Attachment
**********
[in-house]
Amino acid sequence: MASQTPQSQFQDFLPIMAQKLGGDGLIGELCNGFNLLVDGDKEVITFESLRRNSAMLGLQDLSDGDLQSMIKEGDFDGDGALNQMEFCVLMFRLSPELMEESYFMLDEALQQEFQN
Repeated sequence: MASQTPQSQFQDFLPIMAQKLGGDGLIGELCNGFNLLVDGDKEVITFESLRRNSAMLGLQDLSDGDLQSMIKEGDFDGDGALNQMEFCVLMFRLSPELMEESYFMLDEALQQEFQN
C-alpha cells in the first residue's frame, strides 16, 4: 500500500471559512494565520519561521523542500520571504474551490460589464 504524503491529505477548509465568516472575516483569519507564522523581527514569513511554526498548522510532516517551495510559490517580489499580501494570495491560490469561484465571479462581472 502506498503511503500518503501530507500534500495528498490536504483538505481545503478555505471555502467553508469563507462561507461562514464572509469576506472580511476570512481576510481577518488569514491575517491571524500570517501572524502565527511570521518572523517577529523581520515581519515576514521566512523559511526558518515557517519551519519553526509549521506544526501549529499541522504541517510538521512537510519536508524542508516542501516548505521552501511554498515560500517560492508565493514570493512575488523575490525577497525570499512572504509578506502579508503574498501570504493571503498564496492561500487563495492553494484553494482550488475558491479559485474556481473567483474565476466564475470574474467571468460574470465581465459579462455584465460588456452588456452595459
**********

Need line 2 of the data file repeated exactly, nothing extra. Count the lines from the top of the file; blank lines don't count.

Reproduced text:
Amino acid sequence: MASQTPQSQFQDFLPIMAQKLGGDGLIGELCNGFNLLVDGDKEVITFESLRRNSAMLGLQDLSDGDLQSMIKEGDFDGDGALNQMEFCVLMFRLSPELMEESYFMLDEALQQEFQN